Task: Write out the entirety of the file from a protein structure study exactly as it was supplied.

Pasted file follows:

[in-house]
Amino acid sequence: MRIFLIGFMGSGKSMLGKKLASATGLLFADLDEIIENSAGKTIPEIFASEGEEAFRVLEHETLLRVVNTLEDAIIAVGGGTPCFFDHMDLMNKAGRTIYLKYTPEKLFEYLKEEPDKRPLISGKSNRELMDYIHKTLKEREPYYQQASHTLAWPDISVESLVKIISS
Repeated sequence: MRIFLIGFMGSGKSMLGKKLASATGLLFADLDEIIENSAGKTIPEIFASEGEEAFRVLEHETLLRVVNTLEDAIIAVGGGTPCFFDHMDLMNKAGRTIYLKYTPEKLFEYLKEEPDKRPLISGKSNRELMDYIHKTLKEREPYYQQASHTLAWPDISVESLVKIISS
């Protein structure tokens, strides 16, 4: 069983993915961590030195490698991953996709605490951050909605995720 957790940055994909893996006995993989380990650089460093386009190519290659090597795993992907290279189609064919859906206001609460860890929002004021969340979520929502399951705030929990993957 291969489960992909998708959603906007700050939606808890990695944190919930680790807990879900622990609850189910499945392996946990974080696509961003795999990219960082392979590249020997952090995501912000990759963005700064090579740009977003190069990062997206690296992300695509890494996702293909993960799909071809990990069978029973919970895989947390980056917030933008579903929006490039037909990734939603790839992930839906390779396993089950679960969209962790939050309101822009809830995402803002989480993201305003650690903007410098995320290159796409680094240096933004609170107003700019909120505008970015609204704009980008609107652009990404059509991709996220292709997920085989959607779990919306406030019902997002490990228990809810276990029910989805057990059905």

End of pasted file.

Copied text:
[in-house]
Amino acid sequence: MRIFLIGFMGSGKSMLGKKLASATGLLFADLDEIIENSAGKTIPEIFASEGEEAFRVLEHETLLRVVNTLEDAIIAVGGGTPCFFDHMDLMNKAGRTIYLKYTPEKLFEYLKEEPDKRPLISGKSNRELMDYIHKTLKEREPYYQQASHTLAWPDISVESLVKIISS
Repeated sequence: MRIFLIGFMGSGKSMLGKKLASATGLLFADLDEIIENSAGKTIPEIFASEGEEAFRVLEHETLLRVVNTLEDAIIAVGGGTPCFFDHMDLMNKAGRTIYLKYTPEKLFEYLKEEPDKRPLISGKSNRELMDYIHKTLKEREPYYQQASHTLAWPDISVESLVKIISS
């Protein structure tokens, strides 16, 4: 069983993915961590030195490698991953996709605490951050909605995720 957790940055994909893996006995993989380990650089460093386009190519290659090597795993992907290279189609064919859906206001609460860890929002004021969340979520929502399951705030929990993957 291969489960992909998708959603906007700050939606808890990695944190919930680790807990879900622990609850189910499945392996946990974080696509961003795999990219960082392979590249020997952090995501912000990759963005700064090579740009977003190069990062997206690296992300695509890494996702293909993960799909071809990990069978029973919970895989947390980056917030933008579903929006490039037909990734939603790839992930839906390779396993089950679960969209962790939050309101822009809830995402803002989480993201305003650690903007410098995320290159796409680094240096933004609170107003700019909120505008970015609204704009980008609107652009990404059509991709996220292709997920085989959607779990919306406030019902997002490990228990809810276990029910989805057990059905």